The brain is wonderful in protecting you and finding pleasure for you, these 100 neurons (brain cells) operating sometimes with trillions of connections to one another. But the brain is sort of stupid in anything else than pleasure and safety. For instance, the brain (again, not the mind) does not know what the mind knows, like love, trust, honesty, work, play, and the many other elements of character, relationships, and daily living. Importantly, the brain does not have an understanding of time. The brain does not know any difference between past, present, and future. In the brain, these three elements of time are all conceived as present. So when the brain senses that something might happen in the future, that future is right now or at best, a second or two in the future. This fact, namely that the brain doesn’t distinguish future from present is very important in the cause, maintenance, and ultimate cure for anxiety.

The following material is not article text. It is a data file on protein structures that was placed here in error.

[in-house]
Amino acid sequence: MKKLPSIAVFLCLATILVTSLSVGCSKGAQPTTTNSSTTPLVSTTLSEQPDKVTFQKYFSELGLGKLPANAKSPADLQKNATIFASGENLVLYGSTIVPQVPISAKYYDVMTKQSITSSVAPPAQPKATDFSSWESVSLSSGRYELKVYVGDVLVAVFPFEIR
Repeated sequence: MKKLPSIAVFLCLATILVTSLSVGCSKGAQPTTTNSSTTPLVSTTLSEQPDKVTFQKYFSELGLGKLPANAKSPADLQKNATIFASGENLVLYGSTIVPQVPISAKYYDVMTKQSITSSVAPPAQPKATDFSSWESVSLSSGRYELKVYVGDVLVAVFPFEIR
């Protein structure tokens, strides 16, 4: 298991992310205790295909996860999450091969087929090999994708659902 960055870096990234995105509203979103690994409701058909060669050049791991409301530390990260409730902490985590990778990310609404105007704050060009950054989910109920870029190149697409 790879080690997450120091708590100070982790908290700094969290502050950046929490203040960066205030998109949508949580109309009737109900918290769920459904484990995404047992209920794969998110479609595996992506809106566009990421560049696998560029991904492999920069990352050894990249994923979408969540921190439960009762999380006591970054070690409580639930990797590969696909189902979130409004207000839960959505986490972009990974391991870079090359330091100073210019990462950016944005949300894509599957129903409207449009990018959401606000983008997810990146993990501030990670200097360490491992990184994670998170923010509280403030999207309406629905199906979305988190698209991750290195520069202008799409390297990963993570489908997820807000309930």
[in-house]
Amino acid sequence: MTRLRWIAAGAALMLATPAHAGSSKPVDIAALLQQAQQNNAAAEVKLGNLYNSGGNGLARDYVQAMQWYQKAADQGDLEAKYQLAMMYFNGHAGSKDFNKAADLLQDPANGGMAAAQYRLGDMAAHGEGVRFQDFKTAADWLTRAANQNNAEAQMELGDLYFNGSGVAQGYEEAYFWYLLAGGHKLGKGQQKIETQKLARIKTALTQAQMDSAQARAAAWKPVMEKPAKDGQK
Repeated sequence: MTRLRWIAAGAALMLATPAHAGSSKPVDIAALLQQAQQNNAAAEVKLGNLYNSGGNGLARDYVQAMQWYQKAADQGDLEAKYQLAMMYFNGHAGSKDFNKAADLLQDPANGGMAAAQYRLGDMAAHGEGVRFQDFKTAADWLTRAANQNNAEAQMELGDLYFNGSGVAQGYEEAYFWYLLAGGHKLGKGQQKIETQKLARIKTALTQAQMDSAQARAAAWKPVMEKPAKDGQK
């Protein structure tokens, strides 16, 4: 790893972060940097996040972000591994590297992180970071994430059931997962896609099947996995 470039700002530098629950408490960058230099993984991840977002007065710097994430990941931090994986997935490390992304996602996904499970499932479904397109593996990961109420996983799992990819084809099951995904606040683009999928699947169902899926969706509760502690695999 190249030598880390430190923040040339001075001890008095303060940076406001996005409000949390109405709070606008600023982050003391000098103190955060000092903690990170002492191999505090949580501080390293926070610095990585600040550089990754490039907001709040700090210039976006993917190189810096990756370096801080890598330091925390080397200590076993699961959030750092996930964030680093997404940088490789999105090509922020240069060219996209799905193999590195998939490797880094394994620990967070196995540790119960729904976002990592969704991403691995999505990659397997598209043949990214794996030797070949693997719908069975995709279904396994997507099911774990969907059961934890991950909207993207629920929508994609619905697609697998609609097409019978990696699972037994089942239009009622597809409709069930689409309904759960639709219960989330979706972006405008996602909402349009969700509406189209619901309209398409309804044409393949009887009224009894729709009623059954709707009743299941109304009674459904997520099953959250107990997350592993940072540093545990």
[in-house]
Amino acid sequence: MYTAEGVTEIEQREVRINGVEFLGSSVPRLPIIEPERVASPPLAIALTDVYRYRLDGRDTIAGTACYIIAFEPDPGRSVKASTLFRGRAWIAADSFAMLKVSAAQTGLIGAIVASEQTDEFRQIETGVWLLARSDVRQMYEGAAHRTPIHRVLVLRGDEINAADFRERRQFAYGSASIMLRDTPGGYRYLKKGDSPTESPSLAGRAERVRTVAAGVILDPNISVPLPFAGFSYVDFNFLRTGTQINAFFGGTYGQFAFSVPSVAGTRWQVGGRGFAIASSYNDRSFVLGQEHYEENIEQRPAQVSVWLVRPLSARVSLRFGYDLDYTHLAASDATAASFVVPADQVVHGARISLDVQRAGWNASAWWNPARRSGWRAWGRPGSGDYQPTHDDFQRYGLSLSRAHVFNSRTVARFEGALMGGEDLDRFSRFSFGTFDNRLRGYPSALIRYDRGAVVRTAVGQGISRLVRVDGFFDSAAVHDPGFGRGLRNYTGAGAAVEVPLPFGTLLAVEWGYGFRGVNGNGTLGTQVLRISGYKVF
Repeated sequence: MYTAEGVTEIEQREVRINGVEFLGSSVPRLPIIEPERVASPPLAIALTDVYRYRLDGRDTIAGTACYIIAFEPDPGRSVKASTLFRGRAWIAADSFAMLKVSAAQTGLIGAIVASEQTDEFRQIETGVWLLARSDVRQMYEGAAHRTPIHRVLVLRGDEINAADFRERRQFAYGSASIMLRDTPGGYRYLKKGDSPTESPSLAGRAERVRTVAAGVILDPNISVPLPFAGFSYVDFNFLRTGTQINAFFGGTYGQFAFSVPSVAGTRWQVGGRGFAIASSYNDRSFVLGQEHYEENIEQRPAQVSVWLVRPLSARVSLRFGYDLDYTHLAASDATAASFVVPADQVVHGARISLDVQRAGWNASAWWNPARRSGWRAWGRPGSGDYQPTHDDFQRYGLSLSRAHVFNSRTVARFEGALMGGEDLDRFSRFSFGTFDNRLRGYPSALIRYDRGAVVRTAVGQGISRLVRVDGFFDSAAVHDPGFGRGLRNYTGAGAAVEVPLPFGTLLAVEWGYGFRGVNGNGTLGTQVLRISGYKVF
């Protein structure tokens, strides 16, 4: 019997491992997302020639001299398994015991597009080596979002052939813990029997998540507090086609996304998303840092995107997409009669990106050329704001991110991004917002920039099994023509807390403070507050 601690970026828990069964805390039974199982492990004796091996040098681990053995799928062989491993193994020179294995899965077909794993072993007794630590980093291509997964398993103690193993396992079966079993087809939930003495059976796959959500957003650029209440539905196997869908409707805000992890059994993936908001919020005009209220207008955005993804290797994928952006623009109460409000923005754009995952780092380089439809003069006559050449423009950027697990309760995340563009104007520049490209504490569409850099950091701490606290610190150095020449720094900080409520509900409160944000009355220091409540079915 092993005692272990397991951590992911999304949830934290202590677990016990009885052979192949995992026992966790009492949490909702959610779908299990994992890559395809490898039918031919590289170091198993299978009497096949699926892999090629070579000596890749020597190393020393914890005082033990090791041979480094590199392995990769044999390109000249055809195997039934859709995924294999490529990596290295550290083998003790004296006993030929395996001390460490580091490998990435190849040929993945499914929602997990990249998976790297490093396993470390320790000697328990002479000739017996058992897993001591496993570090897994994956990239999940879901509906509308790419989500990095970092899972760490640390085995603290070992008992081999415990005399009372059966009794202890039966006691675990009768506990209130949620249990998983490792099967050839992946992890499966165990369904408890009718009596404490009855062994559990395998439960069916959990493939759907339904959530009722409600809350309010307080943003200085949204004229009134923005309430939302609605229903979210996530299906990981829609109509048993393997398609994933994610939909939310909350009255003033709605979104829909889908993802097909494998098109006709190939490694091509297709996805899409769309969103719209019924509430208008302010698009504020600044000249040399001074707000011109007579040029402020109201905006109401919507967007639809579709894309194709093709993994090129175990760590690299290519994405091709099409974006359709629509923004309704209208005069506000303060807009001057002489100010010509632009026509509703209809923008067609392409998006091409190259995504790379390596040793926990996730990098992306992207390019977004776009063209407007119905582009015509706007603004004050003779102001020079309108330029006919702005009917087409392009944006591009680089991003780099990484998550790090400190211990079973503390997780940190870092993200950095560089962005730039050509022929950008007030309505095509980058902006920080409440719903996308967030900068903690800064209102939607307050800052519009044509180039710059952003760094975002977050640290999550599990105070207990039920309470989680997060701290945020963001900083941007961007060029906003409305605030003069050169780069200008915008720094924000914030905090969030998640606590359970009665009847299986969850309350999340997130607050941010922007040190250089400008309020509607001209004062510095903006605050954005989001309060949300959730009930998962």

The brain’s resistance to threat

If you keep in mind that the brain is spending most of its time taking care of the body and protecting the body from harm, you get the picture as to why the brain needs to do this and how it does this. The brain (not the mind) has a startle reflex, for instance, that overrides anything else on your mind when you are started in some way, usually with a loud noise, but also sometimes by something visually that startles you, or perhaps even something that startles you in one of the other three senses (smell, taste, and touch). You don’t have to think, much less feel, when you touch a hot pan by accident while you’re cooking. You don’t have to think or feel when you see fire in that same kitchen. Your startle reaction operates in your olfactory lobe (smell) if you smell something odd in the kitchen. Startle reaction is just one of the ways the brain takes care of you by taking immediate action when the brain perceives something that is dangerous or could be dangerous because it is not within the norm of daily living.